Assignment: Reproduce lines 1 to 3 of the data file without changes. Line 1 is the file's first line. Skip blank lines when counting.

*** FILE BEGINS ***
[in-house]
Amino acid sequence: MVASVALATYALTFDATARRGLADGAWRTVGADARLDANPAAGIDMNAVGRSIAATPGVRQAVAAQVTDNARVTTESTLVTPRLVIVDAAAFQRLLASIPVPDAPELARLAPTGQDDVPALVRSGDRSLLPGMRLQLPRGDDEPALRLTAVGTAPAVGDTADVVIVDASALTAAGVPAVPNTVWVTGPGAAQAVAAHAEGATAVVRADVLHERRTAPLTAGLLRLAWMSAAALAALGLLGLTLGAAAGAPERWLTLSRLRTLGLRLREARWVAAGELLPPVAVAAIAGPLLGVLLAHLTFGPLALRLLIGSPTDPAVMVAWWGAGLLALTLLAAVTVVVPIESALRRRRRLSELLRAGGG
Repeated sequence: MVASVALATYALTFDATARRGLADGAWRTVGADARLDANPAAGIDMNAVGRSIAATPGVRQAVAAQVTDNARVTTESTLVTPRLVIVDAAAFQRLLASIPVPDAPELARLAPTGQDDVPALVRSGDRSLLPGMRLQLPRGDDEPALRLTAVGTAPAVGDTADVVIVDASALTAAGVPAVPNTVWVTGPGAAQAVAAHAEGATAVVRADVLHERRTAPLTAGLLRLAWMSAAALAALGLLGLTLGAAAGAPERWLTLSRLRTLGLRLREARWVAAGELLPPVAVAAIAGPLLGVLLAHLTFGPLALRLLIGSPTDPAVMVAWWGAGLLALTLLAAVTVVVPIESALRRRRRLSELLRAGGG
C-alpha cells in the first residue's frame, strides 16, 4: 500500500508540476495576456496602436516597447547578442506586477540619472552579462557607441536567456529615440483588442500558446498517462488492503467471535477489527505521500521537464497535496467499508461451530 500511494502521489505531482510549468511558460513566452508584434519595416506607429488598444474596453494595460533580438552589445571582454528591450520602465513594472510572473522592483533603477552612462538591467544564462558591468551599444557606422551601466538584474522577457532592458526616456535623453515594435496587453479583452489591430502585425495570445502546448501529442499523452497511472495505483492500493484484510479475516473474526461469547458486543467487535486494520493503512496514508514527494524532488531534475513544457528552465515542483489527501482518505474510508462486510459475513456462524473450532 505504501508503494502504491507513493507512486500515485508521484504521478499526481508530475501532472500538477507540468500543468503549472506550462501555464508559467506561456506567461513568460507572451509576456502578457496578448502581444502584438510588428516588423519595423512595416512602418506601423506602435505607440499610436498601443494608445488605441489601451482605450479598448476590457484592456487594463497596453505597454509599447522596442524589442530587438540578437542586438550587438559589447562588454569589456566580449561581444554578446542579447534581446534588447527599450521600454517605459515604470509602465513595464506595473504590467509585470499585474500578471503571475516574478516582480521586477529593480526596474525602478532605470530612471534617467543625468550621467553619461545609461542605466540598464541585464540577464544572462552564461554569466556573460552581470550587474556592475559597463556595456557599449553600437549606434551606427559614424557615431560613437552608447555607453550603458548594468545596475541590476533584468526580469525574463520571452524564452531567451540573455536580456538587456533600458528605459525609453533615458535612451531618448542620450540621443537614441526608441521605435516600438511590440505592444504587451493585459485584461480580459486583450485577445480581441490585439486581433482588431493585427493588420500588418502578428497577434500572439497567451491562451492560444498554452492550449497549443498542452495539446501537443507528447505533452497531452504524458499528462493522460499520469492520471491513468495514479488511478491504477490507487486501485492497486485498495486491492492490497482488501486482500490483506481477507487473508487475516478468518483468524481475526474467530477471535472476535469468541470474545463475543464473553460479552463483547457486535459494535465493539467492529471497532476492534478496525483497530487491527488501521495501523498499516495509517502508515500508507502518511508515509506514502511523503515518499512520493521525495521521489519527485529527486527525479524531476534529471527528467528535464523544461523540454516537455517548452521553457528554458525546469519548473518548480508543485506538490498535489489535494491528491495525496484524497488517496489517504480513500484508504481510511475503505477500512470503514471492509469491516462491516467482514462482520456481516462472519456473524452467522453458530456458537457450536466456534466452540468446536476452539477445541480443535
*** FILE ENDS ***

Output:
[in-house]
Amino acid sequence: MVASVALATYALTFDATARRGLADGAWRTVGADARLDANPAAGIDMNAVGRSIAATPGVRQAVAAQVTDNARVTTESTLVTPRLVIVDAAAFQRLLASIPVPDAPELARLAPTGQDDVPALVRSGDRSLLPGMRLQLPRGDDEPALRLTAVGTAPAVGDTADVVIVDASALTAAGVPAVPNTVWVTGPGAAQAVAAHAEGATAVVRADVLHERRTAPLTAGLLRLAWMSAAALAALGLLGLTLGAAAGAPERWLTLSRLRTLGLRLREARWVAAGELLPPVAVAAIAGPLLGVLLAHLTFGPLALRLLIGSPTDPAVMVAWWGAGLLALTLLAAVTVVVPIESALRRRRRLSELLRAGGG
Repeated sequence: MVASVALATYALTFDATARRGLADGAWRTVGADARLDANPAAGIDMNAVGRSIAATPGVRQAVAAQVTDNARVTTESTLVTPRLVIVDAAAFQRLLASIPVPDAPELARLAPTGQDDVPALVRSGDRSLLPGMRLQLPRGDDEPALRLTAVGTAPAVGDTADVVIVDASALTAAGVPAVPNTVWVTGPGAAQAVAAHAEGATAVVRADVLHERRTAPLTAGLLRLAWMSAAALAALGLLGLTLGAAAGAPERWLTLSRLRTLGLRLREARWVAAGELLPPVAVAAIAGPLLGVLLAHLTFGPLALRLLIGSPTDPAVMVAWWGAGLLALTLLAAVTVVVPIESALRRRRRLSELLRAGGG